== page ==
The famous shoe designer Louboutin successfully overturned a district court’s ruling that the famous red sole of the ultra-expensive shoes were trademark worthy. French designer Yves Saint Laurent (YSL) left the courthouse claiming victory as well in that their solid red shoes “don’t infringe Louboutin’s mark.” The iconic red soles of the Louboutin shoe’s are a symbol of the brand much like the blue box of Tiffany’s jewelry and are important to the exclusivity of the brand. The court however, ruled that the distinctive color of the sole was not subject to exclusive use allowing competitor YSL to produce a shoe comprised totally (including the sole) of the famous red hue. Now the question is, was the court correct in determining that colors alone are not trademark worthy and how does this apply in the international fashion market?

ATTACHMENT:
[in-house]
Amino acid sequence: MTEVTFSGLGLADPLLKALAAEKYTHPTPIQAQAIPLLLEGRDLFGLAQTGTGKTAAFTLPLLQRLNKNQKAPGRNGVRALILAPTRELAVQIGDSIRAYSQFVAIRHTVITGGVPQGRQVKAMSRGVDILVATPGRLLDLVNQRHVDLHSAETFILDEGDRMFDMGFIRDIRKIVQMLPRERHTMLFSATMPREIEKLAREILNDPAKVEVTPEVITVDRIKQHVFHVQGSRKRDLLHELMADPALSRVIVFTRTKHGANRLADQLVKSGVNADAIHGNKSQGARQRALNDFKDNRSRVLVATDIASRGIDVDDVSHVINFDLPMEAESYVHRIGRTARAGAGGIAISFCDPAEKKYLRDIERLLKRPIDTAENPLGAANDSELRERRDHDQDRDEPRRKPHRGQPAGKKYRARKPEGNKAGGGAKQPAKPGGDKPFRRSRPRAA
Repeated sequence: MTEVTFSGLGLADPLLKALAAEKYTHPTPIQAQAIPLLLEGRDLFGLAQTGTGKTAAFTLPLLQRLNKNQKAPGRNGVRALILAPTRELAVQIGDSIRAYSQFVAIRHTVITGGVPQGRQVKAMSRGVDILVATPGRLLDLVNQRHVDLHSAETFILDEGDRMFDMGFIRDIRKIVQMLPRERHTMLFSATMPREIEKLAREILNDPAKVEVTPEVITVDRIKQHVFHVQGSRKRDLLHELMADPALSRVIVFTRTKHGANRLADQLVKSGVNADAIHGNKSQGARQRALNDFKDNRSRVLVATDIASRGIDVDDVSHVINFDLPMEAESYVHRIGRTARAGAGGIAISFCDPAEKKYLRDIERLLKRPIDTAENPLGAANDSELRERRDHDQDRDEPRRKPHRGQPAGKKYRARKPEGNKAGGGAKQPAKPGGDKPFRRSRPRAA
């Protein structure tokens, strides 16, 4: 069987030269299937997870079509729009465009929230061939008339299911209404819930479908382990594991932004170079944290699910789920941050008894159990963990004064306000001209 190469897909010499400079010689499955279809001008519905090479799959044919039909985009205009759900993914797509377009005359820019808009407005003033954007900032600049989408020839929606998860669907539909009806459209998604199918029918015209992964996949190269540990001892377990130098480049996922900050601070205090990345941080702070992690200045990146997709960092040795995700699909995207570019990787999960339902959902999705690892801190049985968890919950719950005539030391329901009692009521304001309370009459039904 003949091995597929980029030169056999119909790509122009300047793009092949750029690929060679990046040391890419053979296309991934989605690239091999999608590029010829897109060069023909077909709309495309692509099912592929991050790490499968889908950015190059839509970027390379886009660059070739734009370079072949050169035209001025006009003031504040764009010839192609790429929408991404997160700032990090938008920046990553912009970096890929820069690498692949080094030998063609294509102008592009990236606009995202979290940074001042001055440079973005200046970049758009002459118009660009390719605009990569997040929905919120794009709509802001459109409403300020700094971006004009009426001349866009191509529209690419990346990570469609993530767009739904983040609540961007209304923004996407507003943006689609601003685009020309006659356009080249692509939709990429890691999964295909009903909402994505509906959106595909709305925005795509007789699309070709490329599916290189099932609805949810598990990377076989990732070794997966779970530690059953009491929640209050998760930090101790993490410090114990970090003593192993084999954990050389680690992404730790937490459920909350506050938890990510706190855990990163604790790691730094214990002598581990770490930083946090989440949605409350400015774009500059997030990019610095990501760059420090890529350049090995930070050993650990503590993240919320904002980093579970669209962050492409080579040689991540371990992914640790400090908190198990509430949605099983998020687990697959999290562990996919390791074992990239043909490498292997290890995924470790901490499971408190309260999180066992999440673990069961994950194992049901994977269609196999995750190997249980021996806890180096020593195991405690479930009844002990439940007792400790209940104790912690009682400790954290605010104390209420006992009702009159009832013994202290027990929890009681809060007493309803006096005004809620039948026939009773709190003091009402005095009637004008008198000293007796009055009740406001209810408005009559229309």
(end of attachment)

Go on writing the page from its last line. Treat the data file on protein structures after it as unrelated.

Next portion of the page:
It is my opinion that the court was correct in determining the red color of Louboutin soles cannot be used exclusively. A color is too simple to be monopolized by a company simply because they used it first, or are more well known for using it. The real key is the application of the color to the brand itself. Much like the Tiffany box, the red soles are the identifying feature of Louboutin shoes. If the court were to allow another shoe company to replicate the red sole there would be nothing left to distinguish Louboutin from other competitors. The court was correct in distinguishing between the use of the color for an entire shoe as opposed to just the sole.
Important in all of this litigation is the application of the trademark in the international fashion market. According to the World Customs Organization, the fashion industry as a whole loses “up to $9.2 billion per year to counterfeiters.” It is vitally important to designers around the world to be able to protect the features that make their brands desirable. In this case, Louboutin may not be able to prevent YSL from producing all red shoes, but they will be able to protect other companies from degrading the image Louboutin built with their iconic red soles.